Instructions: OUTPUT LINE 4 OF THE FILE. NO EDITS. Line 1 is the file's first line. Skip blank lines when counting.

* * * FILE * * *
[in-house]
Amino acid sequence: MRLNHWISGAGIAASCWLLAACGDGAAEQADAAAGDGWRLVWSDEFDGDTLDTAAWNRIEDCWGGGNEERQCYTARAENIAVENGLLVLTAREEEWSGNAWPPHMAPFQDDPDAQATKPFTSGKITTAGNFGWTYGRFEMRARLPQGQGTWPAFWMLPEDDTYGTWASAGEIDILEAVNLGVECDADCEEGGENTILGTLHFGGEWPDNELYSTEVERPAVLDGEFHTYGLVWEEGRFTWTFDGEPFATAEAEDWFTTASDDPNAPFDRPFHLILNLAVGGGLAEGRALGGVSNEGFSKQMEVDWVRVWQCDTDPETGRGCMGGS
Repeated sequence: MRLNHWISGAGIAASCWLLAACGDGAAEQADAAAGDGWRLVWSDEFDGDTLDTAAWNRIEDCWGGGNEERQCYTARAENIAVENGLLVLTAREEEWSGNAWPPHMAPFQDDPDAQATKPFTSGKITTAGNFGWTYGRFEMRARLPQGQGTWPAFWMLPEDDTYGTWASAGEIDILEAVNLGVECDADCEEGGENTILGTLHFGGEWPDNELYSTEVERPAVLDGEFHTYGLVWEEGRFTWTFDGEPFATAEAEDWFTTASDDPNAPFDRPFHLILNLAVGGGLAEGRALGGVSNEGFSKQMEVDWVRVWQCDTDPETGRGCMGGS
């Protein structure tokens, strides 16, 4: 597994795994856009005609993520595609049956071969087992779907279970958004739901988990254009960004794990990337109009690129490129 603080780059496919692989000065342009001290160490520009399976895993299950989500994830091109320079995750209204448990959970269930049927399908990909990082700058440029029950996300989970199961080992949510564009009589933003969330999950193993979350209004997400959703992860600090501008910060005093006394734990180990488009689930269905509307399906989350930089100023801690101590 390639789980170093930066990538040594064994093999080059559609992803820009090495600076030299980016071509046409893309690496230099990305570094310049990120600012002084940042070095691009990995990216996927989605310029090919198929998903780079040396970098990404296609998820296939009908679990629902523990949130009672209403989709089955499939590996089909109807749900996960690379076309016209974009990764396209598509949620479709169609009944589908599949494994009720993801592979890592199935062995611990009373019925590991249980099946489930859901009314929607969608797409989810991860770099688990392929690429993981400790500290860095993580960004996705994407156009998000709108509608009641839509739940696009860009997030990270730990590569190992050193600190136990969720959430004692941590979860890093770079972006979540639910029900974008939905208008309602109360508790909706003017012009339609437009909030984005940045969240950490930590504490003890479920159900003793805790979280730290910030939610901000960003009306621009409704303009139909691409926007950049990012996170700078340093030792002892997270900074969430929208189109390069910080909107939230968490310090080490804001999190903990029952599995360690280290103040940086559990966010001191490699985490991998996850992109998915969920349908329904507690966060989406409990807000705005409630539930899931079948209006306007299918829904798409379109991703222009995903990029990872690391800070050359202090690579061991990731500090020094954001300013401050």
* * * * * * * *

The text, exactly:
């Protein structure tokens, strides 16, 4: 597994795994856009005609993520595609049956071969087992779907279970958004739901988990254009960004794990990337109009690129490129 603080780059496919692989000065342009001290160490520009399976895993299950989500994830091109320079995750209204448990959970269930049927399908990909990082700058440029029950996300989970199961080992949510564009009589933003969330999950193993979350209004997400959703992860600090501008910060005093006394734990180990488009689930269905509307399906989350930089100023801690101590 390639789980170093930066990538040594064994093999080059559609992803820009090495600076030299980016071509046409893309690496230099990305570094310049990120600012002084940042070095691009990995990216996927989605310029090919198929998903780079040396970098990404296609998820296939009908679990629902523990949130009672209403989709089955499939590996089909109807749900996960690379076309016209974009990764396209598509949620479709169609009944589908599949494994009720993801592979890592199935062995611990009373019925590991249980099946489930859901009314929607969608797409989810991860770099688990392929690429993981400790500290860095993580960004996705994407156009998000709108509608009641839509739940696009860009997030990270730990590569190992050193600190136990969720959430004692941590979860890093770079972006979540639910029900974008939905208008309602109360508790909706003017012009339609437009909030984005940045969240950490930590504490003890479920159900003793805790979280730290910030939610901000960003009306621009409704303009139909691409926007950049990012996170700078340093030792002892997270900074969430929208189109390069910080909107939230968490310090080490804001999190903990029952599995360690280290103040940086559990966010001191490699985490991998996850992109998915969920349908329904507690966060989406409990807000705005409630539930899931079948209006306007299918829904798409379109991703222009995903990029990872690391800070050359202090690579061991990731500090020094954001300013401050």